@csete : The .ogg observations that I looked in at Audacity were recorded at 48000 samples per second, which should be fine for Doppler shifts at 145 MHz and 435 MHz (amateur radio bands for satellite downlinks at 2m and 70cm). Even if the downlink signal was outside the recording bandpass at the beginnings and endings of the recording, the rate of change at TCA (time of closest approach) is valuable information itself, and that should be at the middle of the recording in the middle of the spectrum at the nominal downlink frequency.
To elaborate on an earlier point, if there were three objects on a particular launch they would each get a NORAD ID and probably be named OBJECT A, OBJECT B, and OBJECT C. If we had a recording without Doppler correction, we can look at the recording and determine TCA from the uncorrected recording, then compare that to the predicted TCAs for each object.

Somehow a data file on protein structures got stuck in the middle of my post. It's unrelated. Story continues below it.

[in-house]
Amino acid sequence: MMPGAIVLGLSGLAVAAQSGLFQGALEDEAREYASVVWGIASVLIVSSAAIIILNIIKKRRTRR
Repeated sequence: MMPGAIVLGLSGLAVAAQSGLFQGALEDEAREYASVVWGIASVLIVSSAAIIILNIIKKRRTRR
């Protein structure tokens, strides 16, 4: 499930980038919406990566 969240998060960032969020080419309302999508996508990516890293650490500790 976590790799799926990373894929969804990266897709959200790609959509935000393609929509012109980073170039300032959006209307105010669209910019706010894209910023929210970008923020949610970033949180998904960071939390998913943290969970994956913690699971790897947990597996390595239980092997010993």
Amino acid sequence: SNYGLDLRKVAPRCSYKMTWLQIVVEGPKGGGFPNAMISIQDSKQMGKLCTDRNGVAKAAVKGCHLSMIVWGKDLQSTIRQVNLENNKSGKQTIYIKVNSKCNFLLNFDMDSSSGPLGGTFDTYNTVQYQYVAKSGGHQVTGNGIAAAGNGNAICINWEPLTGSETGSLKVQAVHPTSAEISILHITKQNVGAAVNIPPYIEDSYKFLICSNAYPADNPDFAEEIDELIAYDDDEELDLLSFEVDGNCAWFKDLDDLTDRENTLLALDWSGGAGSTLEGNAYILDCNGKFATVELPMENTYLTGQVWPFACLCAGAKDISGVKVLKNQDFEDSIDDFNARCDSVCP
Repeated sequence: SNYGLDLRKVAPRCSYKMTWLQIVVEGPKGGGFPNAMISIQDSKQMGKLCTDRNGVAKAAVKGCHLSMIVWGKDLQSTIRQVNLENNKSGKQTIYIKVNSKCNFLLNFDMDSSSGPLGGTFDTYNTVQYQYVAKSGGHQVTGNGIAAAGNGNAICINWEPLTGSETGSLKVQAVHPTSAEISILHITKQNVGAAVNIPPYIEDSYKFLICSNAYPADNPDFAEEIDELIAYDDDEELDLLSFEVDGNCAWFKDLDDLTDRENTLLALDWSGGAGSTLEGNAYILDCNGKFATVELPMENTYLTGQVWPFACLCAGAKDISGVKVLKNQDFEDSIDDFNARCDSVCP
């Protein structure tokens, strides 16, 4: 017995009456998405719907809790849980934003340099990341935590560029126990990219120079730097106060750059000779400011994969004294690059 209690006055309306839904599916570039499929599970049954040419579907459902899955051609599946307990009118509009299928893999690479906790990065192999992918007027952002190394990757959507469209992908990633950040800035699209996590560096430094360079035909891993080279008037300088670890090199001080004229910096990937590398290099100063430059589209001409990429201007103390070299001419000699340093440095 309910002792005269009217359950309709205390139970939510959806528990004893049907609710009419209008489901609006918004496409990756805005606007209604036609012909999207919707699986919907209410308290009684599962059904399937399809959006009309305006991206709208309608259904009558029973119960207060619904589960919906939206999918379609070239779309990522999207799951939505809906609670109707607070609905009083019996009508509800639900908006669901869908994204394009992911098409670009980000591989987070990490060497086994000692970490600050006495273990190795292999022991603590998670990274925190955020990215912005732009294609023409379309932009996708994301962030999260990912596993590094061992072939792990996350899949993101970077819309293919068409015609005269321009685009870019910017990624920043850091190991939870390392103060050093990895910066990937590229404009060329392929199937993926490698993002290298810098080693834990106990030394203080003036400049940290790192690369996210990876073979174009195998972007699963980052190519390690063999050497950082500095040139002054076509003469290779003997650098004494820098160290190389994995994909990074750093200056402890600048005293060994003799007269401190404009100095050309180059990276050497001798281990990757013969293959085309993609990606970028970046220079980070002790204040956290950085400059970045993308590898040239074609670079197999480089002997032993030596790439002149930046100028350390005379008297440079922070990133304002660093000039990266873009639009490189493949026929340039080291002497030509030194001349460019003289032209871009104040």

We can also try to determine which NORAD ID corresponds to the observed downlink by applying the Doppler correction for OBJECT A to the original uncorrected recording, then applying the Doppler correction for OBJECT B to the original uncorrected recording, then applying the Doppler correction for OBJECT C to the original uncorrected recording. We can plot the spectrums for all three corrected recordings. We would expect one of them to plot as a straight line and two of them to plot as “S” curves. The straight line spectrum plot is the NORAD ID for our downlink.
But to do any of this, we need to start with an uncorrected-for-Doppler recording.
Have I made a mistake somewhere?